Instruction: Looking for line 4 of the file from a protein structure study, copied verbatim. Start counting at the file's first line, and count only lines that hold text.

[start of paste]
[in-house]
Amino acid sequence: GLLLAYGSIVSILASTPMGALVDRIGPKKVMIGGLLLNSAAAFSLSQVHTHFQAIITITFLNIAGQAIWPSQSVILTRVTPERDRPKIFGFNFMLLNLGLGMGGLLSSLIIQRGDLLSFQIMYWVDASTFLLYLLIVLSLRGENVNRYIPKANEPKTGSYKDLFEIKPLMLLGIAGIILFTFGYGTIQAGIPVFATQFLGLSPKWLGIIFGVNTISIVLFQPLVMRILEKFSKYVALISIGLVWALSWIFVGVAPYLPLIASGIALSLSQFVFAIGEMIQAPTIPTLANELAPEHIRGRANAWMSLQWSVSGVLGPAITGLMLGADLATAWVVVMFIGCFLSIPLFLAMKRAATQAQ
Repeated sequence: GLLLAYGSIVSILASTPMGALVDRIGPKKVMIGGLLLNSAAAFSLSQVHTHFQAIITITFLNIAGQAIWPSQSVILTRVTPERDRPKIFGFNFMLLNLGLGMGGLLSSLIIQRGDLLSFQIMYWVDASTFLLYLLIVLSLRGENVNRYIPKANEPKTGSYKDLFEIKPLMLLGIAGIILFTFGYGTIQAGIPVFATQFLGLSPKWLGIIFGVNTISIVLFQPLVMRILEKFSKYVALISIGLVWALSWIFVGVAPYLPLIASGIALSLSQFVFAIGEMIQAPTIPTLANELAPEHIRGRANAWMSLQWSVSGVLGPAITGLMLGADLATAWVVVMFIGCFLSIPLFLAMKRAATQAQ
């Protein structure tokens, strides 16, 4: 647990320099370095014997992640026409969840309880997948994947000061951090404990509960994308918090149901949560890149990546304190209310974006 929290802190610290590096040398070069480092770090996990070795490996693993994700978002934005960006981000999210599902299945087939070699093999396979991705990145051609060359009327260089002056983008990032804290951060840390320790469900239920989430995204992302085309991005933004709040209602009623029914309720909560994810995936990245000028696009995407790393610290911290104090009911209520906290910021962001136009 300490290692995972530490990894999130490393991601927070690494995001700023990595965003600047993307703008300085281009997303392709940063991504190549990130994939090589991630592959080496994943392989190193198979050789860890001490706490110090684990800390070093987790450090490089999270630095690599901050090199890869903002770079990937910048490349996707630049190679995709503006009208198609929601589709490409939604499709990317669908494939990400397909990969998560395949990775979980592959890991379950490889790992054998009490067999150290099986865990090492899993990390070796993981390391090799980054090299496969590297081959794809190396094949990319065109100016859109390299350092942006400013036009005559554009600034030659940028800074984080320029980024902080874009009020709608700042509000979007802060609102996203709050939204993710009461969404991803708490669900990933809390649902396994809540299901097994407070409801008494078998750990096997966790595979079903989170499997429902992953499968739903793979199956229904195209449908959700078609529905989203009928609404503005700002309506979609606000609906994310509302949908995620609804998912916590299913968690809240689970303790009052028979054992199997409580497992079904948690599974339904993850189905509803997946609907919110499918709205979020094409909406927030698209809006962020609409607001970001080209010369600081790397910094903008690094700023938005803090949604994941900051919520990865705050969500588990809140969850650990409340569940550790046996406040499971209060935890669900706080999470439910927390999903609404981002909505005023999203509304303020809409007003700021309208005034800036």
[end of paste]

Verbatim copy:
């Protein structure tokens, strides 16, 4: 647990320099370095014997992640026409969840309880997948994947000061951090404990509960994308918090149901949560890149990546304190209310974006 929290802190610290590096040398070069480092770090996990070795490996693993994700978002934005960006981000999210599902299945087939070699093999396979991705990145051609060359009327260089002056983008990032804290951060840390320790469900239920989430995204992302085309991005933004709040209602009623029914309720909560994810995936990245000028696009995407790393610290911290104090009911209520906290910021962001136009 300490290692995972530490990894999130490393991601927070690494995001700023990595965003600047993307703008300085281009997303392709940063991504190549990130994939090589991630592959080496994943392989190193198979050789860890001490706490110090684990800390070093987790450090490089999270630095690599901050090199890869903002770079990937910048490349996707630049190679995709503006009208198609929601589709490409939604499709990317669908494939990400397909990969998560395949990775979980592959890991379950490889790992054998009490067999150290099986865990090492899993990390070796993981390391090799980054090299496969590297081959794809190396094949990319065109100016859109390299350092942006400013036009005559554009600034030659940028800074984080320029980024902080874009009020709608700042509000979007802060609102996203709050939204993710009461969404991803708490669900990933809390649902396994809540299901097994407070409801008494078998750990096997966790595979079903989170499997429902992953499968739903793979199956229904195209449908959700078609529905989203009928609404503005700002309506979609606000609906994310509302949908995620609804998912916590299913968690809240689970303790009052028979054992199997409580497992079904948690599974339904993850189905509803997946609907919110499918709205979020094409909406927030698209809006962020609409607001970001080209010369600081790397910094903008690094700023938005803090949604994941900051919520990865705050969500588990809140969850650990409340569940550790046996406040499971209060935890669900706080999470439910927390999903609404981002909505005023999203509304303020809409007003700021309208005034800036």